But it's ultimately Don, not Pete, who causes Peggy to lose her confidence. In Sunday's episode, Don is given a number of opportunities to sabotage Peggy's ideas and advance his own. He doesn't take them, but he does suggest a new, last-minute concept for Burger Chef after her meeting with Pete. It rattles Peggy, probably because she admires Don way more than she does Pete, and so she stews about it all weekend in her Kermit-the-Frog power suit. She later calls Don to say his idea was a stinker, but even Peggy knows second-guessing herself has less to do with the quality of ideas and more to do with the nature of the job and the way workplace sexism has screwed up her instincts. Don's idea, she tells him, is only "poison because you expressed yourself."
Peggy certainly goes out of her way to be mean about it, but coming clean about her self-doubt only bring the two closer. The return of Bob Benson did elevate the episode's writing, but it was the scenes between Peggy and Don that made this one such a stunner. There were so many standout moments — Peggy acknowledging her secret 30th birthday, Don worrying "that I never did anything and that I don't have anyone" — but what makes Don so likable during these scenes is how he alternates between self-awareness and a complete lack thereof. When Peggy makes a snide comment about how Don always swoops in to save-the-day with a pitch-meeting epiphany, a puzzled Don asks, "Do I do that?" Later, when a frustrated Peggy asks him to explain his creative process, he admits, "First I abuse the people whose help I need, and then I take a nap." Nothing could spoil these exchanges, not even the fact that Peggy's subsequent Burger Chef breakthrough ("What if there was a place you could go where there was no TV, and you could break bread, and whoever you were sitting with was family?") is basically an Olive Garden ad: When you're here, you're family!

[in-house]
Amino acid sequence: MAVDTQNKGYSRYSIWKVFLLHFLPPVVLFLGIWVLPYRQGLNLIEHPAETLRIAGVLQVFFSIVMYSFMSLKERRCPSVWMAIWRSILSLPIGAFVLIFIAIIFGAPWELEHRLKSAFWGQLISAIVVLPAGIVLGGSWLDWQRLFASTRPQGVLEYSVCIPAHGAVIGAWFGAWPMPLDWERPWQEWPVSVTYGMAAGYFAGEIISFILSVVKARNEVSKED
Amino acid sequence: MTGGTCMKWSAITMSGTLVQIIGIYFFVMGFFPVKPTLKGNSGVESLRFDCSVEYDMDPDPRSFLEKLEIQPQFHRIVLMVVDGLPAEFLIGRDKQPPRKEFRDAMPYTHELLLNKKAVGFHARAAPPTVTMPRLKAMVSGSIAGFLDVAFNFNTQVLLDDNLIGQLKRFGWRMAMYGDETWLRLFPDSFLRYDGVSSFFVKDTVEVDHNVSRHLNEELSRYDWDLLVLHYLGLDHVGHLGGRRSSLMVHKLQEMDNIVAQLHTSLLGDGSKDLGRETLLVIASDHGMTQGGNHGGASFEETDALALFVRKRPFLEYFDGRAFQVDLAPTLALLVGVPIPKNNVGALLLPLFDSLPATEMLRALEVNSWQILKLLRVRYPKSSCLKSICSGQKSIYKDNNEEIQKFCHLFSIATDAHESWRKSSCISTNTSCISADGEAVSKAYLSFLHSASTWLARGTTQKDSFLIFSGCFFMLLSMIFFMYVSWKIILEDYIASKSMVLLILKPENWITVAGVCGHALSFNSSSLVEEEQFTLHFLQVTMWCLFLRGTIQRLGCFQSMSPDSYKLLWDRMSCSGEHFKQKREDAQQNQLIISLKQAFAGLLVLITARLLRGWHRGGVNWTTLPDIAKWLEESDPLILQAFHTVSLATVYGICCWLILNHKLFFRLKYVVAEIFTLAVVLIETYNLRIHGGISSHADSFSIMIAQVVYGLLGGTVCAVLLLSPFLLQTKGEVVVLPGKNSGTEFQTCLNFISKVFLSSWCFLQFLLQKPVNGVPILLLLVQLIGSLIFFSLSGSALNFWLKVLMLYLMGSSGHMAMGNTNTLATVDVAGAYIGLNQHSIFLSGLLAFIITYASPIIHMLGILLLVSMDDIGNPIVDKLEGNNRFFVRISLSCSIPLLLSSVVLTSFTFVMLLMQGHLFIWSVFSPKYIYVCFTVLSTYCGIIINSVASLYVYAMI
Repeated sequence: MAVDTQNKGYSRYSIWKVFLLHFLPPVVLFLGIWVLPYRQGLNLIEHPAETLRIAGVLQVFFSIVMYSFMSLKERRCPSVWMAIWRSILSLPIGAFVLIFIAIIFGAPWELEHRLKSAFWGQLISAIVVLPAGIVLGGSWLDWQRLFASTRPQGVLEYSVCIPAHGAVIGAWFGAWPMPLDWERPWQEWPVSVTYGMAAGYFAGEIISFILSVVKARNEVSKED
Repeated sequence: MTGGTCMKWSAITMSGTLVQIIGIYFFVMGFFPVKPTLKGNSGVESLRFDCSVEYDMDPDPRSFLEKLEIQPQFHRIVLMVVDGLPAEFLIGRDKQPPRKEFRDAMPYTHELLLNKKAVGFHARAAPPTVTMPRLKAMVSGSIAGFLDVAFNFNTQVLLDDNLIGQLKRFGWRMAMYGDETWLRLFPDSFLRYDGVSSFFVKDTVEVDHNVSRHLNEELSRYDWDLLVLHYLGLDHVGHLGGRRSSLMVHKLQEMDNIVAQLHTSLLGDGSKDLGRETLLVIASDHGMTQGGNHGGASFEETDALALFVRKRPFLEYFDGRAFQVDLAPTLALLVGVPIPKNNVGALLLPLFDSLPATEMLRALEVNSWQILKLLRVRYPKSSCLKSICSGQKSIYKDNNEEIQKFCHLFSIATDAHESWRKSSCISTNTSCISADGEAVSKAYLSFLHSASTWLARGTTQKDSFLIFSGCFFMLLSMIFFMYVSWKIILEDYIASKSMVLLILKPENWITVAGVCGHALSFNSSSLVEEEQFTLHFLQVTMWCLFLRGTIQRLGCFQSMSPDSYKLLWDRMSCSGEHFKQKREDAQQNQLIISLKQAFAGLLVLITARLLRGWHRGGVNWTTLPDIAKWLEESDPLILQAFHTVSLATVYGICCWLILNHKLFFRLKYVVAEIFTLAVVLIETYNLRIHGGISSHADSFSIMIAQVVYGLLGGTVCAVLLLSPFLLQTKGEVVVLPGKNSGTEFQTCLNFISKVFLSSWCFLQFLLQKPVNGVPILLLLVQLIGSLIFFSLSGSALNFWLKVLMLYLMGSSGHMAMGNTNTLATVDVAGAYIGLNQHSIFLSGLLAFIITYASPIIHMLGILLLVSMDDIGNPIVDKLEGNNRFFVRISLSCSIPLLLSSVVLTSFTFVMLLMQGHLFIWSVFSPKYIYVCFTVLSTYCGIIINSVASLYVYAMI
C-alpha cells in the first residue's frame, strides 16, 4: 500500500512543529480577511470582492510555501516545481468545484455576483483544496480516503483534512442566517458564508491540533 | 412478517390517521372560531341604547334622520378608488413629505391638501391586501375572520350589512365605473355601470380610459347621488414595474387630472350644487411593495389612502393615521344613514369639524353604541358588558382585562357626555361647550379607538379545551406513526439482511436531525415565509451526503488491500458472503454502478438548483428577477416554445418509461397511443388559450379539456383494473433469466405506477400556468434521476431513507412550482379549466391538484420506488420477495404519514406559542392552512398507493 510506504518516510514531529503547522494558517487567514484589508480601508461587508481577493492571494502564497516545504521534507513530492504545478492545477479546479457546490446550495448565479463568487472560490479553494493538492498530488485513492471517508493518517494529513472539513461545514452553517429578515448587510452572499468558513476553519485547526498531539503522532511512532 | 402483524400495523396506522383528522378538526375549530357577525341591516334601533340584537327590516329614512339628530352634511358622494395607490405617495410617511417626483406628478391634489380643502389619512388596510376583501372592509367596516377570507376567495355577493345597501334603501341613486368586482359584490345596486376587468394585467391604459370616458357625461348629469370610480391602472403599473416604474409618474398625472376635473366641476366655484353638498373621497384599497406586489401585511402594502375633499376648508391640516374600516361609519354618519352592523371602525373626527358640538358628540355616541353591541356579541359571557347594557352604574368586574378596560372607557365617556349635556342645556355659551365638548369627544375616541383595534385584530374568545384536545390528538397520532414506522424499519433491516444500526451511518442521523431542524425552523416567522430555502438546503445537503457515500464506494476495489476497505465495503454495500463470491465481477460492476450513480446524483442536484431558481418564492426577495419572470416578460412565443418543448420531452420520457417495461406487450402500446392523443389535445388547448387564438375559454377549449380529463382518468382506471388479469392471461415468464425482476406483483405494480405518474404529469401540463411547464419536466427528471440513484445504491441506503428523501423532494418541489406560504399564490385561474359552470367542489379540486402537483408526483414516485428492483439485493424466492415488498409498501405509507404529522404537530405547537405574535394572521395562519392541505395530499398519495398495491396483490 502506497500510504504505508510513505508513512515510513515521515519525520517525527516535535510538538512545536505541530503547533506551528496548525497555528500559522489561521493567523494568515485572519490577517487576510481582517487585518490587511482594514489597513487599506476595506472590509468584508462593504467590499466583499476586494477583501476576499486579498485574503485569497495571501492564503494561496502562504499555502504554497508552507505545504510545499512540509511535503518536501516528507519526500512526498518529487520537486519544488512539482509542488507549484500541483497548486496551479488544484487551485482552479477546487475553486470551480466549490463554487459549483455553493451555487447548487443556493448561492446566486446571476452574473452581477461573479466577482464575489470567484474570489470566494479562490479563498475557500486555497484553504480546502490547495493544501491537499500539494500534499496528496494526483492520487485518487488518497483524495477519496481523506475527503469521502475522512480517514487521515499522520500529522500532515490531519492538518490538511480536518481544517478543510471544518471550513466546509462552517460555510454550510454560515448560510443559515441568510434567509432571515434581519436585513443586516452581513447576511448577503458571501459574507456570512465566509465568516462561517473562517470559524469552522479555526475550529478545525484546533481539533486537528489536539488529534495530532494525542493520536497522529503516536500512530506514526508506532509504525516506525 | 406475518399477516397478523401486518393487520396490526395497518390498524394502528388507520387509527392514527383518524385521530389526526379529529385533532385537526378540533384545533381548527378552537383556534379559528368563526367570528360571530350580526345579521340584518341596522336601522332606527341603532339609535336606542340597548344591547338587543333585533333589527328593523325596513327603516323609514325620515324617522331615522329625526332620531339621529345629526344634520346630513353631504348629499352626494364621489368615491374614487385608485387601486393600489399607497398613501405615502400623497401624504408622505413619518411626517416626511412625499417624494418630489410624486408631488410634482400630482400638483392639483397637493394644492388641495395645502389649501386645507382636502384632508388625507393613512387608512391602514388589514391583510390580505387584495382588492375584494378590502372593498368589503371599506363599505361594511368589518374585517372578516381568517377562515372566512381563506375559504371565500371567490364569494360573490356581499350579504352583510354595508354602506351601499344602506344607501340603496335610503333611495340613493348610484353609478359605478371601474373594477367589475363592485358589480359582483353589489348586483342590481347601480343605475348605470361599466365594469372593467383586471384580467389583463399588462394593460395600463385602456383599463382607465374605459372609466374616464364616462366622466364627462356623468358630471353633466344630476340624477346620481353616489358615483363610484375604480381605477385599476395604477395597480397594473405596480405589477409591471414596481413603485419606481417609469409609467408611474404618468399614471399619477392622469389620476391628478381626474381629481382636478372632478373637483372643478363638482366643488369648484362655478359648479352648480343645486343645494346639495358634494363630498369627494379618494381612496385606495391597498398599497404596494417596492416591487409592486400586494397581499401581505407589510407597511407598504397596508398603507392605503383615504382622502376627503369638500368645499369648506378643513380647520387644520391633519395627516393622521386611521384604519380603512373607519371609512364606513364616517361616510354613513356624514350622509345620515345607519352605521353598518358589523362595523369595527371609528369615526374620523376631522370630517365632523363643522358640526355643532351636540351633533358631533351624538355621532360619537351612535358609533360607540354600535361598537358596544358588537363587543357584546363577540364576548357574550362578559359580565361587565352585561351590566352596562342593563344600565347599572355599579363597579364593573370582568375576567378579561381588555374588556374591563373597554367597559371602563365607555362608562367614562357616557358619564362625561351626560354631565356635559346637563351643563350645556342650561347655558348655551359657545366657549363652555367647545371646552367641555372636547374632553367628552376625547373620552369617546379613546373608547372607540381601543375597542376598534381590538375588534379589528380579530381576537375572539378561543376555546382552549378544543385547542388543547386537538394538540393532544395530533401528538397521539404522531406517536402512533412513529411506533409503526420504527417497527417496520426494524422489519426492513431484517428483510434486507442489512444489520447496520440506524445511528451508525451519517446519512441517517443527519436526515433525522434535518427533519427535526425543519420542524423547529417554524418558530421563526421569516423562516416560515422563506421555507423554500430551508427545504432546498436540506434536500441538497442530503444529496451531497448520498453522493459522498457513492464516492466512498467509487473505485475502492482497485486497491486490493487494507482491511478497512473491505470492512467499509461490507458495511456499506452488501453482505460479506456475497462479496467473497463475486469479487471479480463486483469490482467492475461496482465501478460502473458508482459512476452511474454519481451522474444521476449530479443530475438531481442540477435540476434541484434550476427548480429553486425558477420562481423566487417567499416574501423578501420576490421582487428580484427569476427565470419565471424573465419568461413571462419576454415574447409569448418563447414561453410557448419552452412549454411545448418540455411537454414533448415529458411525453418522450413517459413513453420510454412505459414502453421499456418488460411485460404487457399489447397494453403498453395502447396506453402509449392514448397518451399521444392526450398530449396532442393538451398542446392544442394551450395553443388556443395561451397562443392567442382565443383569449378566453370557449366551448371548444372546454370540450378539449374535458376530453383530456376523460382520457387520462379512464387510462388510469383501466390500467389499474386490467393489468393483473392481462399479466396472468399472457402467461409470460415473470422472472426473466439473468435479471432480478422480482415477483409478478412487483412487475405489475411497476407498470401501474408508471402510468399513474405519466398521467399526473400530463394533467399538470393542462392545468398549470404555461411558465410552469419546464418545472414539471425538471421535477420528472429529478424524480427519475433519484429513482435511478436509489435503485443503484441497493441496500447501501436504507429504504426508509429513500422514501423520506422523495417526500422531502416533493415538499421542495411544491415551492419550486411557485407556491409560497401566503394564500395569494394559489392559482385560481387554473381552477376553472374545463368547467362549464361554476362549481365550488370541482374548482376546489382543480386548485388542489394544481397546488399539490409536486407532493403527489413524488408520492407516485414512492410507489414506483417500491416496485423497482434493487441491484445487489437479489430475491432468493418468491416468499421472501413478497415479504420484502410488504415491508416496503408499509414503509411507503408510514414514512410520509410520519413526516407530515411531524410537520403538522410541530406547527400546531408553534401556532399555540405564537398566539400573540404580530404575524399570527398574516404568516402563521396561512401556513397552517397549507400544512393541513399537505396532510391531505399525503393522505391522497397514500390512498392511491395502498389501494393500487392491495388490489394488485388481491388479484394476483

A quick note on family: Matthew Weiner has said before that Megan Draper isn't going to die, despite the character's many connections to Sharon Tate, but this episode laid the groundwork for what could be an early farewell: Don and Megan have what looks like one last night of blissful lovemaking as she packs up her leftover possessions; the SC&P secretary who tells Megan she didn't know Don was married becomes the latest character to basically say, "Oh, right, Megan — sorry, forgot you existed."
Besides, the episode's final shot emphasizes that the series' most important family ties aren't necessarily the ones bound by marriage licenses. Peggy and Don celebrate their new ad concept with a late-night Burger Chef run, where they're joined by Pete. As Peggy tells him all about how Burger Chef is a place where every table is a family table, the camera zooms out to suggest that co-workers can be family, too.
It's unclear who's who in this "family." Peggy and Don basically did a father-daughter dance at the end of their heart-to-heart, but if anyone's the child in this group, it's obviously the tantrum-throwing Pete Campbell. Peggy and Pete did have a secret baby together, however, so maybe that makes Don the wise old uncle instead?
It doesn't really matter — the episode's conclusion confirms what fans have known all along: Don and Peggy are still the heart of the show, but just as we'd rather not see Don return to his former glory with Peggy in his shadow, we don't really want to see Peggy gloat and act superior, either. What may ultimately save Don and Peggy from their miserable fates, it turns out, is each other.